It signals: I can no longer cope, I am losing my (previous) sovereignty, my assurance in what I am and what I do. Fear and anxiety can paralyse and block me or set me back in my development; but they can also wake me up, stimulate me and challenge me to throw old habits over board. Fear and anxiety are part of life, part of the developmental steps and maturing processes of human beings when they enter uncharted waters.
Shocking or traumatic experiences, on the other hand, can lock us into a cage of fear and anxiety for the whole of our lives and lead us to try and repress or displace them in all manner of ways.
As I prepare for this edition, my eye falls on a famous classic which my colleague over many years, Klaus Schickert, once gave me for my birthday. Anxiety by Fritz Riemann. Most unusually for a psychoanalyst of his time, he starts from the assumption that the ways in which we exist in the world are a reflection of cosmic laws which inspire us as earth inhabitants: the rotation of the earth corresponds to the individual revolving around themselves; the orbit of the earth around the sun to the reference to a greater whole; gravity to existence on earth inclining towards rigidity and death; and, finally, the centrifugal force to being thrown off our trajectory in a way that transcends boundaries.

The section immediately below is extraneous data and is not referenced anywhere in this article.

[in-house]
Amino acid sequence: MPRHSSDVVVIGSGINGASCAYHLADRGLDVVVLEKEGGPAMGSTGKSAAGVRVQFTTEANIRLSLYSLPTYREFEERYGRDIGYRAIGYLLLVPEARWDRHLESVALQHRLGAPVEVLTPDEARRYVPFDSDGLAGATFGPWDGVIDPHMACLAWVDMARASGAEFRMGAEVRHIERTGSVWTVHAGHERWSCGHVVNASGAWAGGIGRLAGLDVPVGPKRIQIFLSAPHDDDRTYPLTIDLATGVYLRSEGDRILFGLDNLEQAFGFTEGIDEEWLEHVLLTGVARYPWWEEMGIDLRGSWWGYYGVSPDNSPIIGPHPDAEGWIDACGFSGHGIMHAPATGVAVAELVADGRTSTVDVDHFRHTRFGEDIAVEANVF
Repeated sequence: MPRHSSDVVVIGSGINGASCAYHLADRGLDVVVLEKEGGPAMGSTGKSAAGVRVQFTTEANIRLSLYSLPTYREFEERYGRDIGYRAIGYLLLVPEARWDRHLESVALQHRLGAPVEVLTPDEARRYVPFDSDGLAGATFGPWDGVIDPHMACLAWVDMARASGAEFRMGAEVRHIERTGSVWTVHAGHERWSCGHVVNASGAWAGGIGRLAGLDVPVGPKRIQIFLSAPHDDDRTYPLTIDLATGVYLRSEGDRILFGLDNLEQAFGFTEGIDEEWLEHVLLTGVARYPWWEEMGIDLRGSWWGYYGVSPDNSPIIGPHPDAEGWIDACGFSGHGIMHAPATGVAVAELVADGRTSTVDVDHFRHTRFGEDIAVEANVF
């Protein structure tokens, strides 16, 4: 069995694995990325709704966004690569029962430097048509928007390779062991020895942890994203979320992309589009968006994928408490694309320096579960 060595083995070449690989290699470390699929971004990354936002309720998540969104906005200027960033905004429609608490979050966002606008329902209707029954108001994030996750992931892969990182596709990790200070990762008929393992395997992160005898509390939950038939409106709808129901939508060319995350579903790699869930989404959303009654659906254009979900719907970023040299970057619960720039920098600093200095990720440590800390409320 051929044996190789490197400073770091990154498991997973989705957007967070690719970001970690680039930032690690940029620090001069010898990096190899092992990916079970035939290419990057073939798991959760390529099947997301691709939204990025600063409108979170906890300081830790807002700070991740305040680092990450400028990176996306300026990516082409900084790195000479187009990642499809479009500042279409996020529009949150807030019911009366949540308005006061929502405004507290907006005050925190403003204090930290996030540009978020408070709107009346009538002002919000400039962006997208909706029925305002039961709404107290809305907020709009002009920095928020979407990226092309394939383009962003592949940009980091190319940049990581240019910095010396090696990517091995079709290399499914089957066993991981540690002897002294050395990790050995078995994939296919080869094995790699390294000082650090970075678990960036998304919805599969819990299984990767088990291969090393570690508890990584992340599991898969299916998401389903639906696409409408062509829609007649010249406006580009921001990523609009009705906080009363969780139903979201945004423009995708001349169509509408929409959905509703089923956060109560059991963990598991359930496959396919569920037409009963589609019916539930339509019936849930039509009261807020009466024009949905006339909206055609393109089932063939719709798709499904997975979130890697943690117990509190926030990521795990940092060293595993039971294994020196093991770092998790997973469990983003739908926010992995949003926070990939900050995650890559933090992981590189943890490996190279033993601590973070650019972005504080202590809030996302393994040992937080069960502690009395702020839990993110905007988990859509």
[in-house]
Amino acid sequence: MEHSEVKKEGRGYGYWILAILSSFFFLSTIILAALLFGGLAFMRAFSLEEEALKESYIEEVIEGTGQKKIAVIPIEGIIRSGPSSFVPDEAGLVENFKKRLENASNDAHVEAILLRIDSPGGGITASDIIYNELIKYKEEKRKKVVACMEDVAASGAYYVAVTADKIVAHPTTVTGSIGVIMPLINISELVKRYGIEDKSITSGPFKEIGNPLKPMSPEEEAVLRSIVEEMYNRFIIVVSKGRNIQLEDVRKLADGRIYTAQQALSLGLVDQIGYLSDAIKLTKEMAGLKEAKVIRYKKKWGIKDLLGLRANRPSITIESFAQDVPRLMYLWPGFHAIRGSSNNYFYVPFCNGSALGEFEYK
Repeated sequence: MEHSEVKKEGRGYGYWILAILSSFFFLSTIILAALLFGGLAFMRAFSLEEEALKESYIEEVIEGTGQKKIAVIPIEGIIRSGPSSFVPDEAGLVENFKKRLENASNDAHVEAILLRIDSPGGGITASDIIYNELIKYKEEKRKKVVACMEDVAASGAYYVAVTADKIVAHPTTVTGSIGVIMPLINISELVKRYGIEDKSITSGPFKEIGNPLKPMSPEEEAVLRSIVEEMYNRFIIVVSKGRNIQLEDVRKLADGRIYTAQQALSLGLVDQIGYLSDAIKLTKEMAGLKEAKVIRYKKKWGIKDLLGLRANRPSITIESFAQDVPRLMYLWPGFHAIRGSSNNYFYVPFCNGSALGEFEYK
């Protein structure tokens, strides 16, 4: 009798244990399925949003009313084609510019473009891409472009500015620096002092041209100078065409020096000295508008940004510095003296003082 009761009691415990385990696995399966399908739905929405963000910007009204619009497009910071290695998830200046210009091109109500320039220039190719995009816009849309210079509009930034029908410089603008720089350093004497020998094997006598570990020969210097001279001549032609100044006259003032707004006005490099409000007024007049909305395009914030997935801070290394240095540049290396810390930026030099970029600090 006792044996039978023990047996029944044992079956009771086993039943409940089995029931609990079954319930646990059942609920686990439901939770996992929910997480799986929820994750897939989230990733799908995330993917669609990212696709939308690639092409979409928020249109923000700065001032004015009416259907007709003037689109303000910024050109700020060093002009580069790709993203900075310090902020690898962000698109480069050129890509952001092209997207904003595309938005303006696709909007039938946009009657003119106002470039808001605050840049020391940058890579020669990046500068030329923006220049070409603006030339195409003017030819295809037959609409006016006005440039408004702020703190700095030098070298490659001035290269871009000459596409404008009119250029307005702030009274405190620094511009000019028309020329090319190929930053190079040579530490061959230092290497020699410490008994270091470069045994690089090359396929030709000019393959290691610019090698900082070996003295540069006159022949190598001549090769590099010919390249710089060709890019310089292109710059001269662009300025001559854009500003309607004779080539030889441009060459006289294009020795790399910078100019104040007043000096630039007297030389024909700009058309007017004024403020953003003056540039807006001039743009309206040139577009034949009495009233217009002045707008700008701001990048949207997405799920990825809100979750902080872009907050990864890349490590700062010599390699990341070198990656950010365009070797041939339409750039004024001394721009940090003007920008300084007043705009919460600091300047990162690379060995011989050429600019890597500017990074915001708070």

These antinomic cosmic laws challenge us, Riemann says, on the one hand to become a unique individual and on the other to fit into a social context; on the one hand to create a stable and lasting situation on earth and on the other to transform ourselves and keep striving forwards.
The author derives four anxieties from this. The fear of love and commitment, the fear of loneliness and self-actualisation, the fear of insecurity and change, and the fear of confinement and constancy. As emotional reactions they provoke the opposing avoidance pattern: they turn us into their prisoner in that we either cling to the old order or permanently create a situation of chaos; that is to say, either lose ourselves in our ego or disappear in the crowd.
Thus a person is assailed by the fear of losing their I or abandoning themselves, by the tension between dependency and isolation, knowing full well that self-actualisation is only experienced in relation to a “you”, in the social aspect. They suffer from fear of change in the full knowledge that their existence is subject to iron laws and necessities.
What is required is to restore a balance – the cosmic inner harmony – in that we perceive our fears and anxieties, accept them, work with them and transform them.